Ocean Ramsey swims with sharks

New Documentaries by Women — October 19, 2020

This is one of the best weeks we’ve had for documentaries by women. This week’s docs engage the prison pipeline, anti-racist protests, medical emergencies, women choosing careers in the ocean, a high school sports first, and the history of a K-pop group.

I mentioned eight documentaries in New Shows + Movies by Women on Friday, but I discovered one was more of a reality show. I don’t cover those in this feature for a number of reasons (which may be worth going into in a later article).

On to the docs!

Time (Amazon)
directed by Garrett Bradley

“Time” tackles the impact on a family when a father is sent to prison. Fox and Robert Rich lost an investor for their business in the late 90s. They grew desperate and robbed a bank. They were termed the Black Bonnie & Clyde since the bank wasn’t far from where those celebrated, white folk heroes died.

Fox accepted a plea deal and served three-and-a-half years in prison. Due to legal mismanagement, Robert ended up with a 60-year sentence. At first his deal was 10 to 18 years, but then a new lawyer insisted they could get Robert into a 6-month boot camp with parole afterward. The lawyer seemingly overlooked one of the requirements for the program, and failed to restore the earlier plea deal before leaving him in the lurch with that 60-year sentence.

“Time” has been described as a compassionate and expressionist tone poem of a documentary, arguing against the prison pipeline from the standpoint of a family’s journey without one of its members. It blends documentary with home footage Fox has taken over the years of her children growing up without their father.

Director Garrett Bradley is a filmmaker who has shifted between narrative and documentary filmmaking. She’s presented a number of stories that examine the economic difficulty workers face, the prison pipeline, and the relationship and reliance between the two.

You can watch “Time” on Amazon Prime with a subscription.

White Riot (VOD)
directed by Rubika Shah

“White Riot” is named after the anti-racism anthem by The Clash. The 1970s saw a wave of anti-racism in music, often termed Rock Against Racism. It was aimed at the UK’s National Front, a fundamentalist, neo-fascist, far-right party that still argues for white supremacy, global segregation, and both a ban on non-white immigration and deportation of non-white citizens. National Front also embraces Holocaust denial and a whole range of other conspiracy theories that aid in its recruitment.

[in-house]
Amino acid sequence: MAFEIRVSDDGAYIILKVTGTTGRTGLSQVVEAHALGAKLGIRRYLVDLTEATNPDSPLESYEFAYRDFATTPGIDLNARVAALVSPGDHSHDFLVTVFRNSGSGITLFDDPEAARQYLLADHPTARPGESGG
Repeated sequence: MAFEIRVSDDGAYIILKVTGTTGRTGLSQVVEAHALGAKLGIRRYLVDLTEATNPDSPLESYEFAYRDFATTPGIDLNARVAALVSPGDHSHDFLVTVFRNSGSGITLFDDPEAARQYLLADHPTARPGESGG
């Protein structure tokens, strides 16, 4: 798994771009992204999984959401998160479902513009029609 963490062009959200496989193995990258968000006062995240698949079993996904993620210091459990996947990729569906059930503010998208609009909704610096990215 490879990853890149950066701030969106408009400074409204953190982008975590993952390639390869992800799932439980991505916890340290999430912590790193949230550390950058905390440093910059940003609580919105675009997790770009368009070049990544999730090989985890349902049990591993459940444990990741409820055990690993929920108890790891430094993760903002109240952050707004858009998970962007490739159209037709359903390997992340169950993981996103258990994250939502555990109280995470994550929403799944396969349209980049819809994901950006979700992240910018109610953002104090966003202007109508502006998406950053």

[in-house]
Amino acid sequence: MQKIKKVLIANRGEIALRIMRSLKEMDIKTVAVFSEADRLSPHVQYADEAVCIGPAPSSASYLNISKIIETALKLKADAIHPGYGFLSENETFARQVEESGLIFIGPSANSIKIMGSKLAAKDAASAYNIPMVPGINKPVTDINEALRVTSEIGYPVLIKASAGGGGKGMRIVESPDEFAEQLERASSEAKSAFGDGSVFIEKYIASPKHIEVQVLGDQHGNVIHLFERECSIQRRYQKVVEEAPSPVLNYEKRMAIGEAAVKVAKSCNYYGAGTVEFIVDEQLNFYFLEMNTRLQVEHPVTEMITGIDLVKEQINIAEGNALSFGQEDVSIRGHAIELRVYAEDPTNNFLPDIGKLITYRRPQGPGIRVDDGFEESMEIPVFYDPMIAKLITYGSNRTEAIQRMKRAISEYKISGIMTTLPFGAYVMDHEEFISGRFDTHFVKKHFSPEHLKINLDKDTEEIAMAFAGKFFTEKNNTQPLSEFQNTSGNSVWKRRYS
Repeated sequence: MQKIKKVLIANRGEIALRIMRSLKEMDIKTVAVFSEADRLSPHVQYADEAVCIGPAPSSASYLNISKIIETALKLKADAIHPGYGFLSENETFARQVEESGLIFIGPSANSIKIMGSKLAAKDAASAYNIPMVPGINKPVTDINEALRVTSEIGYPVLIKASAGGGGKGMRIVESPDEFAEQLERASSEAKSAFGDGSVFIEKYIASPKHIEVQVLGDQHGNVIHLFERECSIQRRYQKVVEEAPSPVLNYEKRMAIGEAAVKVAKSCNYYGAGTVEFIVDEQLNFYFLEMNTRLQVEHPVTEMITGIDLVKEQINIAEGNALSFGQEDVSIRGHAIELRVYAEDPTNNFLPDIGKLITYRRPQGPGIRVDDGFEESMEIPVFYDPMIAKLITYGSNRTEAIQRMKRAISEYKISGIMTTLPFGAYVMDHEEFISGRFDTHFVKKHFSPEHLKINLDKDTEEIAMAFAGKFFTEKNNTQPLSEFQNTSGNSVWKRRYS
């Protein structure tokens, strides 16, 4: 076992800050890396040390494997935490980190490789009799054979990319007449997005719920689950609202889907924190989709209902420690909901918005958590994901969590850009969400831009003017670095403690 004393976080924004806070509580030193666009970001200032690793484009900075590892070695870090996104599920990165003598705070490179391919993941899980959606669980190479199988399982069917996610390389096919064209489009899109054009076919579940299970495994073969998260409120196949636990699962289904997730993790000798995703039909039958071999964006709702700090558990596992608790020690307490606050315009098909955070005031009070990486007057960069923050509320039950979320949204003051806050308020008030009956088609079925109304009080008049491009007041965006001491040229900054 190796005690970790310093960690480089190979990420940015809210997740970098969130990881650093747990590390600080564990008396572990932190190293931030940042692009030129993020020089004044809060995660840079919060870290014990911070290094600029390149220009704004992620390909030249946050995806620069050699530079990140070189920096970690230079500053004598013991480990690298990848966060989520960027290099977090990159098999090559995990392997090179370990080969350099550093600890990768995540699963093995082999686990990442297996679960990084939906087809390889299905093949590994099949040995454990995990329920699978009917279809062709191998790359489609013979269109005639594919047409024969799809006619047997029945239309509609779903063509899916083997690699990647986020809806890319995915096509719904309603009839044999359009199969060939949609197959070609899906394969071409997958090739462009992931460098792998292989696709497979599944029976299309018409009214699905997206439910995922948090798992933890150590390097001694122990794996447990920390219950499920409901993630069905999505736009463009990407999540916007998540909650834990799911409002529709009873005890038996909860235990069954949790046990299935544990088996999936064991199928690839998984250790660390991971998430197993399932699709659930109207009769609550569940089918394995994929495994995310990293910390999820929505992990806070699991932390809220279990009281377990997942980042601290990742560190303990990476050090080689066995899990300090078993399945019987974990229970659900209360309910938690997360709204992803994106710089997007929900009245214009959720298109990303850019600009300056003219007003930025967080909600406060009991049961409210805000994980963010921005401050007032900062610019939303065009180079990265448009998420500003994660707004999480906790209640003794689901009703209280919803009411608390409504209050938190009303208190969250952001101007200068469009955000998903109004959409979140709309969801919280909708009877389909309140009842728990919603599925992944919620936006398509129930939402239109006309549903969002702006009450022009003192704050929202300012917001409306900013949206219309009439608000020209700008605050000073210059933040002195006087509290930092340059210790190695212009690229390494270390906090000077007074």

Lest we forget, Eric Clapton strongly supported and campaigned for National Front. David Bowie argued for them in 1976, only later retracting his comments and blaming them on drug addiction in 1977. Regardless of cause or intent, those comments still had an impact, and that impact still needed to be fought. (Yes, Bowie would lend support to artists of color and apply pressure on networks to feature them more in the 1980s, but that didn’t help people impacted by his cultural sway in the 70s, did it?)

Rock Against Racism would spur large demonstrations and marches across the UK. This battle raged in the 1970s, but it quite obviously is still relevant today. Maybe if we remembered these lessons better, we wouldn’t keep letting national fascist and white supremacist parties gather so much support before doing something about it.

Director Rubika Shah tends to focus on documentaries about cultural icons. She’s made docs on Gore Vidal, Spike Lee, and yes – David Bowie. “White Riot” is an expansion of an earlier documentary short called “White Riot: London”.

You can watch “White Riot” on its website here.

Rooting for Roona (Netflix)
co-directed by Pavitra Chalam

“Rooting for Roona” is a 40-minute documentary about a girl born in India with a birth defect. Her advanced hydrocephalus caused her to have an overly large head. Hydrocephalus is due to an excess of fluid that puts pressure on the brain. The documentary tells the story of how her family raises her, and the surgeries aimed to reverse the condition.